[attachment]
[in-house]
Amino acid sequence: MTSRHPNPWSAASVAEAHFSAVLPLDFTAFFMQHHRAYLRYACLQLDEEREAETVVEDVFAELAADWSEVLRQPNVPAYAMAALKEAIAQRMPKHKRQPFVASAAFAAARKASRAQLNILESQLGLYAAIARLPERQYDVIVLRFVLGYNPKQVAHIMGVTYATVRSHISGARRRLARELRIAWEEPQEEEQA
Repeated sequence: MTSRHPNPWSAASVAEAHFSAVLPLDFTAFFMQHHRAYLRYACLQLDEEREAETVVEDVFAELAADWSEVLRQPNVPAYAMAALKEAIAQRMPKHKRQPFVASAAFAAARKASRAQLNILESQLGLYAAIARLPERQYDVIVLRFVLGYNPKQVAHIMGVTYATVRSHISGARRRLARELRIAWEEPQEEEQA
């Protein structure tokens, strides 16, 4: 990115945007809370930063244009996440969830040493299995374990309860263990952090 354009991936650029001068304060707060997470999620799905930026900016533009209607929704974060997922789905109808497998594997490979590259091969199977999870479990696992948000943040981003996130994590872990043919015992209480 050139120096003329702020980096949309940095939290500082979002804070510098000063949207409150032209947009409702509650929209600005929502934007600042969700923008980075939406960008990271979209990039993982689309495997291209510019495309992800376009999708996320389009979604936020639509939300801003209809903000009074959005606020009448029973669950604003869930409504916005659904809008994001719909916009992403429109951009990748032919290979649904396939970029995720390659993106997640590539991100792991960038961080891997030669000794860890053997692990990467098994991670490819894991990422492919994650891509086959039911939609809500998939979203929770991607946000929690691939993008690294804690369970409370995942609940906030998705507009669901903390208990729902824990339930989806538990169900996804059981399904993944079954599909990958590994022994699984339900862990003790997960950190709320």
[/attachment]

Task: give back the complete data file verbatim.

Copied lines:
[in-house]
Amino acid sequence: MTSRHPNPWSAASVAEAHFSAVLPLDFTAFFMQHHRAYLRYACLQLDEEREAETVVEDVFAELAADWSEVLRQPNVPAYAMAALKEAIAQRMPKHKRQPFVASAAFAAARKASRAQLNILESQLGLYAAIARLPERQYDVIVLRFVLGYNPKQVAHIMGVTYATVRSHISGARRRLARELRIAWEEPQEEEQA
Repeated sequence: MTSRHPNPWSAASVAEAHFSAVLPLDFTAFFMQHHRAYLRYACLQLDEEREAETVVEDVFAELAADWSEVLRQPNVPAYAMAALKEAIAQRMPKHKRQPFVASAAFAAARKASRAQLNILESQLGLYAAIARLPERQYDVIVLRFVLGYNPKQVAHIMGVTYATVRSHISGARRRLARELRIAWEEPQEEEQA
């Protein structure tokens, strides 16, 4: 990115945007809370930063244009996440969830040493299995374990309860263990952090 354009991936650029001068304060707060997470999620799905930026900016533009209607929704974060997922789905109808497998594997490979590259091969199977999870479990696992948000943040981003996130994590872990043919015992209480 050139120096003329702020980096949309940095939290500082979002804070510098000063949207409150032209947009409702509650929209600005929502934007600042969700923008980075939406960008990271979209990039993982689309495997291209510019495309992800376009999708996320389009979604936020639509939300801003209809903000009074959005606020009448029973669950604003869930409504916005659904809008994001719909916009992403429109951009990748032919290979649904396939970029995720390659993106997640590539991100792991960038961080891997030669000794860890053997692990990467098994991670490819894991990422492919994650891509086959039911939609809500998939979203929770991607946000929690691939993008690294804690369970409370995942609940906030998705507009669901903390208990729902824990339930989806538990169900996804059981399904993944079954599909990958590994022994699984339900862990003790997960950190709320």